In this chapter we present a package-based component architecture for the specific deployment and maintenance of public sector applications, specifically corporate Geographical Information Systems (GIS). The three-tier architecture defines a group of server-side packages, a kernel and external packages, that are dynamically requested and assembled at execution time according to the needs of individual users to produce on demand customized GIS applications. An intermediate middleware layer handles user authentication and version control. In order to demonstrate the proposed architecture, a practical prototype has been implemented using Java WebStart. This prototype demonstrates the creation of several GIS client applications, with increasing levels of functionality, and based on free software packages.
Geographic Information Systems (GISs) have migrated over the past decade, from stand-alone scientific niche applications to key parts of corporate IT infrastructures in public sector (and commercial) organizations (Longley et al, 2001). GISs provide services such as vehicle fleet tracking, spatial planning (optimal location of resources), and in general any service relying on location information as part of the context within which other information is interpreted. Corporate GISs are complex, multi-participant (cost-sharing) and multi-user computing environments complicating practical tasks such as data sharing among departments and routine system maintenance. Each of potentially thousands of users may have specific requirements based on their capacity to use the GIS, and hardware and software configuration requirements. Conventionally, system administrators install custom upgrades and extensions one workstation at a time, or offer all users the same monolithic package to be downloaded remotely. Until recently, GIS software packages were largely monolithic; although experience shows that many users exercise only a fraction of the functionality offered by a full-featured GIS, system administrators were required to install and support a full, often costly, commercial license for each and every user. In search of just the right set of functionality for particular users, two primary options have emerged: end user development (EUD) which assumes the user has software development skills (Morch, 2004) or server-side configuration of software modules, here termed packages based on the terminology common in the Java, Perl, and Python communities.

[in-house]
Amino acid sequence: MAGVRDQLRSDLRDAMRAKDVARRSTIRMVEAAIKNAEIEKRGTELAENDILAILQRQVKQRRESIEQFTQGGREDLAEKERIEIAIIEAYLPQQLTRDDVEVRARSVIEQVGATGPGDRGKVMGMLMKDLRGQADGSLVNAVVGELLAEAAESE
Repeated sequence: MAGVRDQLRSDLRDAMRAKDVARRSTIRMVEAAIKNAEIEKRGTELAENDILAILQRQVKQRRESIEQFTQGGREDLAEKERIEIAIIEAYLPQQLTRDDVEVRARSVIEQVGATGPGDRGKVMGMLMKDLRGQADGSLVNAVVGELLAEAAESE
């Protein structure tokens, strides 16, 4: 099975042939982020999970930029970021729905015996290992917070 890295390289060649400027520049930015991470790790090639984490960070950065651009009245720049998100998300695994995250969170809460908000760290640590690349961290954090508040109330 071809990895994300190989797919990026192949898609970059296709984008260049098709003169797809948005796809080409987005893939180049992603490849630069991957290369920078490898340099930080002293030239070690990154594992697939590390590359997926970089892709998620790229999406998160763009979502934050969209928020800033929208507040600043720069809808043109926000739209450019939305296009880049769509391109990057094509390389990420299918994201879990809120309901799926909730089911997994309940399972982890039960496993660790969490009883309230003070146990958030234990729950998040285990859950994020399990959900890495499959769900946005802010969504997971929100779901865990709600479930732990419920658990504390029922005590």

In organizations with an elevated number of users, and especially in the public sector which is extremely cost conscious, an extensible and easily-customizable GIS application solution is needed. This is possible assuming two levels of application flexibility. On one hand at administration level the system should present scalability that allows the use of existing software modules or components, and on the other hand, at user level, the user should be able to determine locally the customization, installing or updating only the parts from the kernel of the system needed to perform the work (Morch, 1997).